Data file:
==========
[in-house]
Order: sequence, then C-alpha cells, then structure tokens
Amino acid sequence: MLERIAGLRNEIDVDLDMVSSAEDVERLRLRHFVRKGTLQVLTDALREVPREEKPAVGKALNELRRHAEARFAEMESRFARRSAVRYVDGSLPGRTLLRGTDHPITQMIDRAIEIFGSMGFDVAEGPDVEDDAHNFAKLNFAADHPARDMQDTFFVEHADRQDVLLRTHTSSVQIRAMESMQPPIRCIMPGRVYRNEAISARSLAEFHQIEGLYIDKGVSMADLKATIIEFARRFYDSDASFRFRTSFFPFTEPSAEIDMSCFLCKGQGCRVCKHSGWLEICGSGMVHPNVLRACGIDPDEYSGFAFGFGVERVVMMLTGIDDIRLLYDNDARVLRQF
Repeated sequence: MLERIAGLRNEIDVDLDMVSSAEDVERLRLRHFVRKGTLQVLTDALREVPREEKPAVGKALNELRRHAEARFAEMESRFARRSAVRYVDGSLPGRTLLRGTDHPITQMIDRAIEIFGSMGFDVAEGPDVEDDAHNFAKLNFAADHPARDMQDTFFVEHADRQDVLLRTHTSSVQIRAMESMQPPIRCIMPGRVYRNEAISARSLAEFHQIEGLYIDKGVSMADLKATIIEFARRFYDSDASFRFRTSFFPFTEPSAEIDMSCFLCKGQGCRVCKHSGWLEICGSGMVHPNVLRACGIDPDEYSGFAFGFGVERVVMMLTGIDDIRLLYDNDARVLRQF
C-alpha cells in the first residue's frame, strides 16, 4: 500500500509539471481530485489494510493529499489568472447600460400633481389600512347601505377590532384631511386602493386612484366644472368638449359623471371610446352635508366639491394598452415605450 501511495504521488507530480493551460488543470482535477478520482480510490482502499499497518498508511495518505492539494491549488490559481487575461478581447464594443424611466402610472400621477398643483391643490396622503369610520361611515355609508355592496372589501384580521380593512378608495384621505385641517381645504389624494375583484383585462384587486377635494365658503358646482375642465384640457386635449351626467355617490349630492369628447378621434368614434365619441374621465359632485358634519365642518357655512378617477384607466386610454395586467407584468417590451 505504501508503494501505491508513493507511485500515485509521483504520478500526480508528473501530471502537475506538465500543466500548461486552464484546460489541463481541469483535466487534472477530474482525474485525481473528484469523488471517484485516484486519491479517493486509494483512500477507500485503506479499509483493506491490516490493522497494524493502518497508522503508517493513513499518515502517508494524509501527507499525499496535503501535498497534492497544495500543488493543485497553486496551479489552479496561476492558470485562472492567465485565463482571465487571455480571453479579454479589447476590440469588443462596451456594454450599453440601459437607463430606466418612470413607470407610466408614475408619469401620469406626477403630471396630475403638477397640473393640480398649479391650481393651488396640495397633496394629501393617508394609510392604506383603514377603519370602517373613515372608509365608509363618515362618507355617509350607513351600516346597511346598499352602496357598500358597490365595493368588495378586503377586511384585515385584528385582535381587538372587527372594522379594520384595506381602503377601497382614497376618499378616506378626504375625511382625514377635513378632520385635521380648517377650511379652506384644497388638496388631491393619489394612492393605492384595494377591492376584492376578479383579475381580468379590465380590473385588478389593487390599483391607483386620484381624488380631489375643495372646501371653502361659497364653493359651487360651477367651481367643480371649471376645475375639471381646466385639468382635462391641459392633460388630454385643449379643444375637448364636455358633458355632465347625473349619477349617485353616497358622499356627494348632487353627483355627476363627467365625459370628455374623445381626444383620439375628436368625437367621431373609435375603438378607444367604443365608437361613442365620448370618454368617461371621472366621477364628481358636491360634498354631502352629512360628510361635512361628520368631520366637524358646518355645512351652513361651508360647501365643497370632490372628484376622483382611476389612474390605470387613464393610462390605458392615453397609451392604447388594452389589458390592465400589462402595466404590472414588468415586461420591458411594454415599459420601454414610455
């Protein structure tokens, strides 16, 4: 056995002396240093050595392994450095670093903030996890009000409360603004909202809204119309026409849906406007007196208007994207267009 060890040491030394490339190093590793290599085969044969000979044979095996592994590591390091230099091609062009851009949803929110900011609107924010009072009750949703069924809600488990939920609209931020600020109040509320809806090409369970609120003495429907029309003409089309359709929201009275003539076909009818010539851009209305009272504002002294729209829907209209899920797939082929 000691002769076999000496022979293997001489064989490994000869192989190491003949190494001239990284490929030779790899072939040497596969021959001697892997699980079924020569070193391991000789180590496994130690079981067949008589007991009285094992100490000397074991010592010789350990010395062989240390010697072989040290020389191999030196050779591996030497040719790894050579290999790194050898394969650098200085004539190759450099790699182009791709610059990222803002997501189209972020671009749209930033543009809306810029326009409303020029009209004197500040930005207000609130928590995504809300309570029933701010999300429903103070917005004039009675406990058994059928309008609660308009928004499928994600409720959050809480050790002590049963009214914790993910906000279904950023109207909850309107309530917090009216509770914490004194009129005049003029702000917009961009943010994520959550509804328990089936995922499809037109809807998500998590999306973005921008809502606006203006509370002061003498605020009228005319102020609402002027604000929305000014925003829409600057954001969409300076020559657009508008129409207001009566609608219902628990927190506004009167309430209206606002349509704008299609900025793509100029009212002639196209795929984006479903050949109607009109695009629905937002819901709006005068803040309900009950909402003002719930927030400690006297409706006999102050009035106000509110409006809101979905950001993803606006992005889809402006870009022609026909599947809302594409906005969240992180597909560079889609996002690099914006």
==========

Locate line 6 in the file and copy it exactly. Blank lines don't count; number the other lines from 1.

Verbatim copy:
């Protein structure tokens, strides 16, 4: 056995002396240093050595392994450095670093903030996890009000409360603004909202809204119309026409849906406007007196208007994207267009 060890040491030394490339190093590793290599085969044969000979044979095996592994590591390091230099091609062009851009949803929110900011609107924010009072009750949703069924809600488990939920609209931020600020109040509320809806090409369970609120003495429907029309003409089309359709929201009275003539076909009818010539851009209305009272504002002294729209829907209209899920797939082929 000691002769076999000496022979293997001489064989490994000869192989190491003949190494001239990284490929030779790899072939040497596969021959001697892997699980079924020569070193391991000789180590496994130690079981067949008589007991009285094992100490000397074991010592010789350990010395062989240390010697072989040290020389191999030196050779591996030497040719790894050579290999790194050898394969650098200085004539190759450099790699182009791709610059990222803002997501189209972020671009749209930033543009809306810029326009409303020029009209004197500040930005207000609130928590995504809300309570029933701010999300429903103070917005004039009675406990058994059928309008609660308009928004499928994600409720959050809480050790002590049963009214914790993910906000279904950023109207909850309107309530917090009216509770914490004194009129005049003029702000917009961009943010994520959550509804328990089936995922499809037109809807998500998590999306973005921008809502606006203006509370002061003498605020009228005319102020609402002027604000929305000014925003829409600057954001969409300076020559657009508008129409207001009566609608219902628990927190506004009167309430209206606002349509704008299609900025793509100029009212002639196209795929984006479903050949109607009109695009629905937002819901709006005068803040309900009950909402003002719930927030400690006297409706006999102050009035106000509110409006809101979905950001993803606006992005889809402006870009022609026909599947809302594409906005969240992180597909560079889609996002690099914006």